ADDITIONAL safety measures are to be put in place on England’s highest mountain to warn walkers of an ‘extremely dangerous location’.

Increased signage and other interventions will be built at Piers Gill on Scafell Pike to lower the risk of visitors mistakenly taking a wrong turn into the dangerous ravine.

Piers Gill is a deep cut gill that the corridor route crosses and is extremely hazardous because it comprises of a series of waterfall climbing pitches.

The intervention comes following multiple accidents and deaths occurring at the junction on the descent from Scafell Pike.

The National Trust and conservation project Fix the Fells, in consultation with the Wasdale Mountain Rescue Team (MRT), discussed the challenges and risks associated with mountain rescues when walking the route from Lake Head car park up to Lingmell Col and across to Piers Gill earlier this year.

As a result, the three teams say they will now build a memorable cairn on the left side of the junction on the way down from the summit, opposite Lingmell Col at the point where it meets the path towards the Corridor Route.

A sign urging people to turn back will be placed after turning into Piers Gill, which will be out of sight from the Corridor Route, so not to confuse walkers.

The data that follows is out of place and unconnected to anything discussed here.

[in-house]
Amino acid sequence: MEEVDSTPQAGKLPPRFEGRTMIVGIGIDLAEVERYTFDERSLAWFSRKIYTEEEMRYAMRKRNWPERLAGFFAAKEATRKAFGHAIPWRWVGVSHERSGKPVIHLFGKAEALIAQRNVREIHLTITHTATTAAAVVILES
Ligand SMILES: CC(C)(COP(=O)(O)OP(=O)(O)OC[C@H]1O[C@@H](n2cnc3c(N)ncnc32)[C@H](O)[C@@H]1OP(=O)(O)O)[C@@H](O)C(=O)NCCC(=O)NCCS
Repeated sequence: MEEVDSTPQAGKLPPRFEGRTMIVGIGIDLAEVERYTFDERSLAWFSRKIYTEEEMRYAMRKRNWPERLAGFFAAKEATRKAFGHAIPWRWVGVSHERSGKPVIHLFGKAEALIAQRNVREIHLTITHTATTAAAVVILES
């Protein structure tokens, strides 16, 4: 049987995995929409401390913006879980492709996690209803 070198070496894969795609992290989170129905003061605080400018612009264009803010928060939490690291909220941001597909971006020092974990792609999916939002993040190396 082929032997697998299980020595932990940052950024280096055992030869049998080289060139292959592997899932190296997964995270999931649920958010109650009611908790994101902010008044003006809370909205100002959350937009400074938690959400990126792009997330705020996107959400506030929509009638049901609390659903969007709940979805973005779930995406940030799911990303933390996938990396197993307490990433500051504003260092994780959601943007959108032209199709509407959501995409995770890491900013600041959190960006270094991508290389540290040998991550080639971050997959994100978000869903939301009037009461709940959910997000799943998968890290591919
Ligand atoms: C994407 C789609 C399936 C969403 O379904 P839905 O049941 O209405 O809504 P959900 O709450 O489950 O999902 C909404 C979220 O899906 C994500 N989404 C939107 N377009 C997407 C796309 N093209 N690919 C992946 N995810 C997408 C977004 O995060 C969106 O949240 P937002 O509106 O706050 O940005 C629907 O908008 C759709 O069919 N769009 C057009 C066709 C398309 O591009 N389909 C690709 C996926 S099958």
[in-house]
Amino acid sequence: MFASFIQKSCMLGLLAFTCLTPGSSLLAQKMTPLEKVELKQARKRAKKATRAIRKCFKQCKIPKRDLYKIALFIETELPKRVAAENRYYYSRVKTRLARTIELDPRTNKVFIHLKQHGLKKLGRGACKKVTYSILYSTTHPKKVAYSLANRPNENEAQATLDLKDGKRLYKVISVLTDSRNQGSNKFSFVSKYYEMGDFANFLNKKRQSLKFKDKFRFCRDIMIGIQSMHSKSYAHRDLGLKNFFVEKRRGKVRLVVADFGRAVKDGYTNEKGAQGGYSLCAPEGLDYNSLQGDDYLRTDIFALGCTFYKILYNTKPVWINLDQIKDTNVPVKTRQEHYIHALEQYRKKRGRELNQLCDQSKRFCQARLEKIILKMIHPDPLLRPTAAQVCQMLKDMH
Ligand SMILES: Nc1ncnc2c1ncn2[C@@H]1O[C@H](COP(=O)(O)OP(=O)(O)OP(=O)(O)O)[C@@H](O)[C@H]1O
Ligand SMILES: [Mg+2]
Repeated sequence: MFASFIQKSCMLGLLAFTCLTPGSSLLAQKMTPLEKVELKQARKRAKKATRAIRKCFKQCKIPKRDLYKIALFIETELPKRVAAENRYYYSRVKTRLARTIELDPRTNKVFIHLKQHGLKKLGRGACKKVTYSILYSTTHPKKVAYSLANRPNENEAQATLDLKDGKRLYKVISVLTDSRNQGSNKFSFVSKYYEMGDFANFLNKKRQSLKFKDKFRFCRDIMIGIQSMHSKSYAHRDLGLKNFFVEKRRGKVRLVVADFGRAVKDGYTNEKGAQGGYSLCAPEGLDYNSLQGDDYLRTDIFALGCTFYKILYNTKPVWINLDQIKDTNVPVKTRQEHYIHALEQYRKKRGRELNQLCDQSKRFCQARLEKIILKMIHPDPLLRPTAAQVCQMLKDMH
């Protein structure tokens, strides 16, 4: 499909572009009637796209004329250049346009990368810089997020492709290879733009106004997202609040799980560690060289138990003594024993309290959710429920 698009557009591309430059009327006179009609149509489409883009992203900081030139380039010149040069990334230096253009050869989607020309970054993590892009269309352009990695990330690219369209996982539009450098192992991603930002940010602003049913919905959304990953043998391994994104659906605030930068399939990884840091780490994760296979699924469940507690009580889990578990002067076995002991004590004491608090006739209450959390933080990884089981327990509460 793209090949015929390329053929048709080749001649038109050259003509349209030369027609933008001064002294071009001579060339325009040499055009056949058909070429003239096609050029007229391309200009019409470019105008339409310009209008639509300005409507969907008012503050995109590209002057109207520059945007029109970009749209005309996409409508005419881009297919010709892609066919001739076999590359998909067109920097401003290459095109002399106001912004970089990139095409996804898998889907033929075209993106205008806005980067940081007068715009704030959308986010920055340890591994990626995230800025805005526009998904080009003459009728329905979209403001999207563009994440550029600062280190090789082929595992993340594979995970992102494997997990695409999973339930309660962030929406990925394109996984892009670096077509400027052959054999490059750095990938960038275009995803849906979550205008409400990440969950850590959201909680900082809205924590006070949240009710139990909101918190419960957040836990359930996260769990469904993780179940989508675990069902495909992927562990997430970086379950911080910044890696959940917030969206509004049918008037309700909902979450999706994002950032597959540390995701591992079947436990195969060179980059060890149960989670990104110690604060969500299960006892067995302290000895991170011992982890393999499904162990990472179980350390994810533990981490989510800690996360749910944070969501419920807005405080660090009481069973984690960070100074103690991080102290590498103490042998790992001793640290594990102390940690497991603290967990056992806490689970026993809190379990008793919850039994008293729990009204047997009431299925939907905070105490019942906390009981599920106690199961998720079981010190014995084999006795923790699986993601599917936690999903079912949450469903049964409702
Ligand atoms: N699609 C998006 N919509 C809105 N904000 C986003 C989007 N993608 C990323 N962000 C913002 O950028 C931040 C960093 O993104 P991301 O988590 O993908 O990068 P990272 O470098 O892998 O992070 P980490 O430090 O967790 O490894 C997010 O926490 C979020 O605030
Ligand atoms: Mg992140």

In addition, large stones will be laid where the route crosses the head of the gill and lower down in the valley, more information relating to safety on the fells will be placed at the exit points of the major car parks and areas from which visitors tend to begin their ascent.

These include the areas of Lake Head, Wasdale Green and Seathwaite in the Borrowdale Valley.

Finally, information, leaflets, compasses and maps will continue to be available from the welcome team at Lake Head car park.

Wasdale MRT say walkers are for ‘unknown reasons’ taking the more hazardous route down the gill bed (stream bed) from the Corridor Route on the descent from Scafell Pike.

They advise that the only path down is on the east rim of the gill, which they say, even then goes very close to the edge and has a rock step.

(Image: Wasdale Mountain Rescue Team)

(Image: Wasdale Mountain Rescue Team)

(Image: Wasdale Mountain Rescue Team)

John Bamworth, chairman of the Wasdale Mountain Rescue Team, said the action is needed due to his volunteer teams ‘having to respond to increasing numbers of rescues in extremely dangerous locations’.

Mr Bamworth added that ‘tragic outcomes’ had occurred from what he described as ‘simple navigation errors’.